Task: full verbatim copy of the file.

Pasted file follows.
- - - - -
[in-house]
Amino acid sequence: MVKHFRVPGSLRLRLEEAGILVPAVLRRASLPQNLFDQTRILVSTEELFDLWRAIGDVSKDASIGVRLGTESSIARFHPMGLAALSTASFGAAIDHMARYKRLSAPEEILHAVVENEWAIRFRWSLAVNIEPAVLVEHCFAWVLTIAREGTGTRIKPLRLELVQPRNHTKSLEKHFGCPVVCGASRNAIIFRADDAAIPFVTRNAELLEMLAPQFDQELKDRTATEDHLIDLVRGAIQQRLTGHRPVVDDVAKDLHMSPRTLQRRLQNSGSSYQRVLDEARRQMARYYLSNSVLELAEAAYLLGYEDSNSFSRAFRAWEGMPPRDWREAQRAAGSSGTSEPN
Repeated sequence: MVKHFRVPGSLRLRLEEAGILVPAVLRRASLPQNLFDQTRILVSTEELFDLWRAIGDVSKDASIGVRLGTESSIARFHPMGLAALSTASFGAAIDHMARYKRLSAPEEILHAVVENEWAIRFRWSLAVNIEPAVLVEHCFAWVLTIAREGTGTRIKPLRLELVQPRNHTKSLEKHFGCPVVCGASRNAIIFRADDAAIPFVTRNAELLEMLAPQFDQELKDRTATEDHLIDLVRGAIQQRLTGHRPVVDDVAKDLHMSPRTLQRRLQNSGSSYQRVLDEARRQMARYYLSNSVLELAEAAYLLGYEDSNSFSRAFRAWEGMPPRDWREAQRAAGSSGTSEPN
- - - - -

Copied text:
[in-house]
Amino acid sequence: MVKHFRVPGSLRLRLEEAGILVPAVLRRASLPQNLFDQTRILVSTEELFDLWRAIGDVSKDASIGVRLGTESSIARFHPMGLAALSTASFGAAIDHMARYKRLSAPEEILHAVVENEWAIRFRWSLAVNIEPAVLVEHCFAWVLTIAREGTGTRIKPLRLELVQPRNHTKSLEKHFGCPVVCGASRNAIIFRADDAAIPFVTRNAELLEMLAPQFDQELKDRTATEDHLIDLVRGAIQQRLTGHRPVVDDVAKDLHMSPRTLQRRLQNSGSSYQRVLDEARRQMARYYLSNSVLELAEAAYLLGYEDSNSFSRAFRAWEGMPPRDWREAQRAAGSSGTSEPN
Repeated sequence: MVKHFRVPGSLRLRLEEAGILVPAVLRRASLPQNLFDQTRILVSTEELFDLWRAIGDVSKDASIGVRLGTESSIARFHPMGLAALSTASFGAAIDHMARYKRLSAPEEILHAVVENEWAIRFRWSLAVNIEPAVLVEHCFAWVLTIAREGTGTRIKPLRLELVQPRNHTKSLEKHFGCPVVCGASRNAIIFRADDAAIPFVTRNAELLEMLAPQFDQELKDRTATEDHLIDLVRGAIQQRLTGHRPVVDDVAKDLHMSPRTLQRRLQNSGSSYQRVLDEARRQMARYYLSNSVLELAEAAYLLGYEDSNSFSRAFRAWEGMPPRDWREAQRAAGSSGTSEPN